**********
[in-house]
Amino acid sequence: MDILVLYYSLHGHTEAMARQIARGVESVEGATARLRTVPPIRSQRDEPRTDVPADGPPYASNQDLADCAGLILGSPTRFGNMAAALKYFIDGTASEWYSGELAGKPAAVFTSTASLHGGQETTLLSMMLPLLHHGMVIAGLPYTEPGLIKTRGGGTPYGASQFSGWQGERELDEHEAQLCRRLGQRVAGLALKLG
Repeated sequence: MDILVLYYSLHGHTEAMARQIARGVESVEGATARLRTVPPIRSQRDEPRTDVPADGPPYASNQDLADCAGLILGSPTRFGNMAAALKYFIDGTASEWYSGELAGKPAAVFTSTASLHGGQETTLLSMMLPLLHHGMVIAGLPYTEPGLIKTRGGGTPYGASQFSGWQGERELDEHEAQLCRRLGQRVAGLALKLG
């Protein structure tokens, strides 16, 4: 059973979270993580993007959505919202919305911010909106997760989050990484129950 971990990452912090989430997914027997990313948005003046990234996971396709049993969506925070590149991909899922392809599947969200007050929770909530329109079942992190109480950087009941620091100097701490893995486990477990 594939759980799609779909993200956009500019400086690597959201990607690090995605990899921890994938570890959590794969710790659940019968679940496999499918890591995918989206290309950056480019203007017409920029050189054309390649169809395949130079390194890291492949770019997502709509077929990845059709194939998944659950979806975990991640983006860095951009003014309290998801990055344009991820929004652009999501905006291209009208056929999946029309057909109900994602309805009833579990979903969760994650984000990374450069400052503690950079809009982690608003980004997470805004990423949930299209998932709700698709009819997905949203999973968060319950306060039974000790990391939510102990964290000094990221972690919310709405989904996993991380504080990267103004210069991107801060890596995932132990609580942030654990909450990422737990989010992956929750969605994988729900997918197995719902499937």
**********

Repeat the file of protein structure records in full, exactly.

[in-house]
Amino acid sequence: MDILVLYYSLHGHTEAMARQIARGVESVEGATARLRTVPPIRSQRDEPRTDVPADGPPYASNQDLADCAGLILGSPTRFGNMAAALKYFIDGTASEWYSGELAGKPAAVFTSTASLHGGQETTLLSMMLPLLHHGMVIAGLPYTEPGLIKTRGGGTPYGASQFSGWQGERELDEHEAQLCRRLGQRVAGLALKLG
Repeated sequence: MDILVLYYSLHGHTEAMARQIARGVESVEGATARLRTVPPIRSQRDEPRTDVPADGPPYASNQDLADCAGLILGSPTRFGNMAAALKYFIDGTASEWYSGELAGKPAAVFTSTASLHGGQETTLLSMMLPLLHHGMVIAGLPYTEPGLIKTRGGGTPYGASQFSGWQGERELDEHEAQLCRRLGQRVAGLALKLG
């Protein structure tokens, strides 16, 4: 059973979270993580993007959505919202919305911010909106997760989050990484129950 971990990452912090989430997914027997990313948005003046990234996971396709049993969506925070590149991909899922392809599947969200007050929770909530329109079942992190109480950087009941620091100097701490893995486990477990 594939759980799609779909993200956009500019400086690597959201990607690090995605990899921890994938570890959590794969710790659940019968679940496999499918890591995918989206290309950056480019203007017409920029050189054309390649169809395949130079390194890291492949770019997502709509077929990845059709194939998944659950979806975990991640983006860095951009003014309290998801990055344009991820929004652009999501905006291209009208056929999946029309057909109900994602309805009833579990979903969760994650984000990374450069400052503690950079809009982690608003980004997470805004990423949930299209998932709700698709009819997905949203999973968060319950306060039974000790990391939510102990964290000094990221972690919310709405989904996993991380504080990267103004210069991107801060890596995932132990609580942030654990909450990422737990989010992956929750969605994988729900997918197995719902499937």